What lies beyond this voyeuristic pane is not always perfect; take, for example, vinyl rips. I listened to several vinyl rips on the Opus #1. Vinyl rips have a tendency towards a bit of low broadband noise, even with all the pops and hiss artfully removed by skilled and patient ears. This soft noise can be heard as static, but on most systems and most well recorded vinyl rips this soft noise is muted when the music begins to play or is muted by the self-noise of the player, with the exception of the well-worn first track on side A—this track often exhibits more noise than most. The Opus #1 does not have this self-noise. The background is black as a sea of moonless midnight. I observed similar transparency on the Airist Audio Heron 5 ($1000 5W headphone amp). The Airist Audio Heron 5 has one of the purest, cleanest noise floors of any amplification I’ve heard, so the Opus #1 has pulled off quite a feat in having the amplification so clean and articulate that it is reminiscent of the Airist Audio Heron 5. I don’t have any 2.5mm balanced headphones at this time, so the Opus #1’s transparency was even more impressive at this level.
This clean articulate sound made me do something that I rarely do when listening to my music, I turned it down. At low volumes, all of the articulation is still present, none of the dynamics are muted, no attack edges blunted. I took the Opus #1 on a business trip and let Nick Drake and Iron & Wine serenade me on the planes, trains and automobiles connecting me to my destination.
I did most of my listening with two headphones, the Echobox Finder X1 (black filter) and the Trinity Audio Atlas (orange filter). Both headphones have a bright tonality. I found that bright headphones had the best synergy with the Opus #1, allowing its detail retrieval capabilities to really shine.
When I decided to do some comparisons, I whipped out my trusty DX50. I didn’t do technical volume matching, so any comparisons should be taken with a grain of salt. I did my best to match volume on both players by ear, but there are no guarantees that I achieved equal volumes. When listening with the Opus #1 to Dire Straits – Brothers in Arms I was awestruck by the instrument placement in the soundscape. The presentation was almost orchestral, especially the precisely delineated string sections. On the Opus #1 there was no noise at zero volume, not so for the DX50. The DX50 had heavier sounding vocals, which is likely due to the little emphasis that the DX50 has in the upper bass/lower mids. The Opus #1 sounds clearer and more tonally neutral.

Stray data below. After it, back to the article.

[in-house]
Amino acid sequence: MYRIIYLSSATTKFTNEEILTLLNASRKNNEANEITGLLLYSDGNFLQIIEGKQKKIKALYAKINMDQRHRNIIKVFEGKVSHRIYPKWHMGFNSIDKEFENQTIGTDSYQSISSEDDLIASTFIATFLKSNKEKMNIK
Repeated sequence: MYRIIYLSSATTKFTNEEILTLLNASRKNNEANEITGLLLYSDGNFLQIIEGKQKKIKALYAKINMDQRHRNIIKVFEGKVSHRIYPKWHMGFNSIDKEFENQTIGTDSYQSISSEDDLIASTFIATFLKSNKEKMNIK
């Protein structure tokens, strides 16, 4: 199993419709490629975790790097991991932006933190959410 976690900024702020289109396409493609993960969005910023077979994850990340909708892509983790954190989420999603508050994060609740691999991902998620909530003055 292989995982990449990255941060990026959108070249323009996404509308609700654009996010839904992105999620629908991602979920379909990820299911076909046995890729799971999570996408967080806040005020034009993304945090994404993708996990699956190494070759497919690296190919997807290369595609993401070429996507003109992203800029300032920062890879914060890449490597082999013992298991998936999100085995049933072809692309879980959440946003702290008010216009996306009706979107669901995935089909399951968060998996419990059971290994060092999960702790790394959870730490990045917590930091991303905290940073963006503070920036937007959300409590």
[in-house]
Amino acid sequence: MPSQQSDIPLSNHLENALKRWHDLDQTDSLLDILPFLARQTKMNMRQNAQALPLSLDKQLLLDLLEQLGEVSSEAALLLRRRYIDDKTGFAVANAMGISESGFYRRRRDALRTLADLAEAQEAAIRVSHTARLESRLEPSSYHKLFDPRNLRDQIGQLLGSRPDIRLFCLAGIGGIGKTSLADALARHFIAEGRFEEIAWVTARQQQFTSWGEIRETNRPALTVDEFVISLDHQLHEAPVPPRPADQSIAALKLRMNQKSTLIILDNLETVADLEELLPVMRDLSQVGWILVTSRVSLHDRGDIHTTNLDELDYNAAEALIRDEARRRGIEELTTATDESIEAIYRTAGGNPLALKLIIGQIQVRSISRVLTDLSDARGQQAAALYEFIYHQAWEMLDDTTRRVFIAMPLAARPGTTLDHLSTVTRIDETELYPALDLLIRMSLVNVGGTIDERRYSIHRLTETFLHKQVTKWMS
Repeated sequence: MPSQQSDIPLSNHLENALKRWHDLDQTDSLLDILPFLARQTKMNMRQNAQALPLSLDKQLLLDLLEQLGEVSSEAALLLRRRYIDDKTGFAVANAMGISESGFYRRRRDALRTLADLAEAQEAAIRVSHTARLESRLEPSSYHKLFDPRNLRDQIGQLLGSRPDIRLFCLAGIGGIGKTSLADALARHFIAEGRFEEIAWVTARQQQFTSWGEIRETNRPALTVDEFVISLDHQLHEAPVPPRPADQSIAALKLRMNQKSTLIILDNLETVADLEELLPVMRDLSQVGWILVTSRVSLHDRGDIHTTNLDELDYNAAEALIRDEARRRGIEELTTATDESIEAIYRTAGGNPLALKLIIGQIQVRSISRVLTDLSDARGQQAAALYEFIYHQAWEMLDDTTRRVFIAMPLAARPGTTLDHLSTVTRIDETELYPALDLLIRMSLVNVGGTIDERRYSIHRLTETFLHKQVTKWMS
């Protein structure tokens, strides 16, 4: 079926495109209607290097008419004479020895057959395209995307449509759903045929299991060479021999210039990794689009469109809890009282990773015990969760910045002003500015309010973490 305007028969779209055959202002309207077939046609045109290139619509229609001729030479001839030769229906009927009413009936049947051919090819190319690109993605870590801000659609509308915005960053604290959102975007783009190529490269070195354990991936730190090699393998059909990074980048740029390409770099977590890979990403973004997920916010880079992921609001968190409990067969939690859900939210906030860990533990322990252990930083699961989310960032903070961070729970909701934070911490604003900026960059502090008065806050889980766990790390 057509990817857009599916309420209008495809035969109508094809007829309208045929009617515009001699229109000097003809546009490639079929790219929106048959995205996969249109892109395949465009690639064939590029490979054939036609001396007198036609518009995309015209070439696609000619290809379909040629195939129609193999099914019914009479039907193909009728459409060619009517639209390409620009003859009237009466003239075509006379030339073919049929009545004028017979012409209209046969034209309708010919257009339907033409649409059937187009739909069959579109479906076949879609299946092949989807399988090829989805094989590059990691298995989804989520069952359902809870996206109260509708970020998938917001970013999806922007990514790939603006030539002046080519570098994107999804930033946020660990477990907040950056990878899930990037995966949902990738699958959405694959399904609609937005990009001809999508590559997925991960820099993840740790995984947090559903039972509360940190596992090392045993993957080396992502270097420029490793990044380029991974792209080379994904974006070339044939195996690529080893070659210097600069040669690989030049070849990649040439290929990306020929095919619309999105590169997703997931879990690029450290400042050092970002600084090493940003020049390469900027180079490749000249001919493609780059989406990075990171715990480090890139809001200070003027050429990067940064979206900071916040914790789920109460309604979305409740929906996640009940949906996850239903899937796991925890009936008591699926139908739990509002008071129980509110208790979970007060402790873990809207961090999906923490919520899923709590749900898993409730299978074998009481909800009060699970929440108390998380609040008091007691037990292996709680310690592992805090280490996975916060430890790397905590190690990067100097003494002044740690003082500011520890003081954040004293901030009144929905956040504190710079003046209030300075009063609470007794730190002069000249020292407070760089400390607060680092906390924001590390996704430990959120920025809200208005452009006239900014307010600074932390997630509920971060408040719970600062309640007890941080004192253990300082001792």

On 2Pac – God Bless the Dead I found myself surprised that I didn’t hear the distortion I normally hear in the bass at the beginning of the track on the Opus #1, it may be that the Opus #1 has a little bit of a dip in the lower registers that also lowers that distortion. The bass sounded beautiful on the Opus #1. Vocals were very clean on the Opus #1 with a more layered representation of the multiple rappers on the track than I am accustomed to hearing—transparency in action, methinks. Vocal separation was very good on the Opus #1. On the DX50, vocals were less layered and thicker due to the DX50’s emphasis.
Why – Strawberries had beautiful decay on piano notes with the Opus #1. The sound is very natural with good spacing in the soundstage. Instrument placement is strong in this one. When listening to Why – Sod in the Seed the stage is smaller on the DX50, with just a little less width.
I really enjoyed my time with the Opus #1. I put in about 30 hours of listening over a week. It has an effortless transparent sound with good soundstage, and nice texture and timbre all around. It doesn’t mess with sound, it gets out of the way and lets the music and your headphones do the talking. The Opus #1 is a well-executed neutral DAP. I didn’t test it out with my HD600, or any hard to drive cans, so my impressions are limited to IEMs, and it did fantastic with them. My volume depended on track, as my tracks aren’t all recorded at the same level, especially looking back at 80s CDs—those things are quiet.
|DAC||Cirrus Logic CS4398 x 2 (Dual DAC)|
|Processor||ARM Cortex-A9 1.4GHz, Quad-Core CPU DDR3 1GB, 32bit processor core|
|Operating System||Highly customised Android 5.1|
|Signal to Noise Ratio||114dB @ 1kHz, Unbalanced & 115dB @ 1kHz, Balanced|
|Frequency Response||±0.02dB (Condition: 20Hz~20kHz) Unbalanced & Balanced / ±0.3dB (Condition: 10Hz – 70kHz) Unbalanced & Balanced|
|Input||USB Micro-B (charging and data transfer)|
|Outputs||Standard 3.5mm jack and optical 3.5mm (shared jack) and balanced 2.5mm|
|Expandable memory||2 microSDXC (up to 400GB)|
|Battery||Built-in rechargeable 4000mAh / 3.7v Li-Polymer|
|Charging Time||4 hours|
|Continuous Playback||10 hours|
|Power saving mode||Up to 4 weeks standby on full charge|
|Dimensions (WxHxD)||72x112x18 mm|
The Audio-Opus Opus #1 is an excellent first effort from Audio-Opus. It has a neutral transparent sound with excellent resolution. It is available for an excellent price and has a good balanced output. If you have the opportunity to hear the Audio-Opus Opus #1, I recommend doing so.
The optional case for the Opus #1 is of stunningly good quality. I highly recommend getting it.
The DAC has an Android-based operating system, but it doesn’t have apps in the way that consumers have come to expect on Android DAPs. If I were Audio-Opus, I would de-emphasize Android in the marketing of this player. If I can’t use the internet, it just doesn’t feel like an Android device to me. After a year and two more DAPs, I’m still in search of a more full Android experience from the folks at TheBit (Audio-Opus). I want to listen to Tidal, Soundcloud, and Bandcamp without having a bunch of issues. TheBit did a great job on their first DAP. Their later efforts are even better, but not better values.